Million-dollar market, upscale homes available in Novi

By Chris Jackett
STAFF WRITER

While many on the move are worrying about the real estate market, Eric and Mark Guidobono are building multi-million dollar homes at Tuscany Reserve.

The subdivision, located off Eight Mile Road west of Beck Road, is currently under development, holding its grand opening last week.

The community has the potential to fill its 77 acres of land with 58 homes sized at 4,000 square feet and up in two phases over the next five years.

Such custom-built homes will cost between $800,000 and $3 million, with most averaging between $1.5-1.8 million.

“We felt there was a need for it,” Eric Guidobono said. “We’ll always have people in this market looking for custom built homes. We get 20 couples in to look at the homes every weekend.”

Eric is president of Guidobono Building and Mark is president of Cambridge Companies. Together, the brothers are building Tuscany Reserve.

Other shared communities include The Bellagio in Novi and Woods of Edenderry in Northville, where homes run between $800,000 to $1 million. They also built 50-60 homes at Pheasant Hill in Northville and a number of individual locations and subgroups.

The Bellagio, located off Beck Road south of Nine Mile Road, is one of Novi’s most expensive communities.

It reached its capacity in November, six years after it was built, filling up with entrepreneurs, auto executives, Internet and wine investors, professional athletes, a commercial cement contractor and others.

“It’s the same type of product,” Eric said of Tuscany Reserve. “The interiors all have custom trim work. The standard specifications are generous compared to competitors.”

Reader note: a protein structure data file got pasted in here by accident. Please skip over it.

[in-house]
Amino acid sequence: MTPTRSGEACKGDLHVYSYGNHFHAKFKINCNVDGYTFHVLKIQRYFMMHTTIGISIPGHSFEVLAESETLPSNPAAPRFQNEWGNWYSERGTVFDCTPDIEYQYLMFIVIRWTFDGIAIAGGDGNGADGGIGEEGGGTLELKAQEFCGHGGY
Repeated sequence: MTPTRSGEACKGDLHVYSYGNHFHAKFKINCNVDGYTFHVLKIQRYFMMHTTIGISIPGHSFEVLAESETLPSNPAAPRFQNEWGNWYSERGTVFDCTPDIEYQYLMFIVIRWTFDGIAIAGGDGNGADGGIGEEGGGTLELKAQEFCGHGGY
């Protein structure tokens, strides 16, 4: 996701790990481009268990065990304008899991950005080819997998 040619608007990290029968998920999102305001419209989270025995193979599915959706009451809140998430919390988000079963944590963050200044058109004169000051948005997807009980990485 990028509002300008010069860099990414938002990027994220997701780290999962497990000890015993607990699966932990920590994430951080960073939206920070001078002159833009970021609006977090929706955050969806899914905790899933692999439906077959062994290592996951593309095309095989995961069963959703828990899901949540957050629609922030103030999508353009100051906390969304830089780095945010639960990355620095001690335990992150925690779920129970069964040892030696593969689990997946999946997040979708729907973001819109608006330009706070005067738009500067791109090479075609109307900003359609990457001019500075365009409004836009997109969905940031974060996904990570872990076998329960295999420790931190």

Big houses, small market

Despite the ever-present “for sale” signs stagnating on modest suburban homes, the Guidobonos are cautiously optimistic.

“We’re positioned. We’ve got a great location. We’ve got the perfect storm coming in. Now is the best time to buy. We’re able to buy labor and most materials cheaper than we could’ve four years ago,” Mark said.

“All price ranges (in) real estate have been impacted by the automobile industry. There’s a slump from overbuilding, but (Michigan) isn’t as overbuilt as other areas like Florida, California and Arizona. We feel it will turn around here sooner.”

The industry is looking good for not only builders, but potential home buyers as well.

Scott Lorenz, president of Westwind Communications and spokesman for Tuscany Reserve, said labor costs are more competitive, giving buyers more house for their money.

Feeling the pinch

Although home shoppers may find better deals in the current hard economic times, many are also willing to spend less to purchase a home.

“People shopping in the $5 million price range in 2002 are down to $1.5-2 million,” Eric said. “We hit the market right at the really bottom. It’s going to be slow sailing for the next year or two.”

Eric said they’ve had to scale down homes from 5,600 to 4,600 square feet to make it more affordable.

Mike Fontana, former president of the Michigan Mortgage Association, said a mortgage on a $2 million home could cost about $11,700 per month, which can vary depending on principle interest rates, property taxes and homeowner’s insurance.

He said the narrow market is a special niche commonly filled by successful white-collar professionals, but it will still see the same problems as the rest of the industry.

“It’s definitely a challenge right now. With income, credit and whether they have a house to sell, it can be a big predicament,” Fontana said. “Because the market is oversaturated, they would have to drop the price (of their current home), which creates less equity for down payment for the next home.”

Although costly, the Guidobonos think it’s quite a deal.

“There’s nothing like this on this side of town,” Eric said. “It’s a one of a kind development.”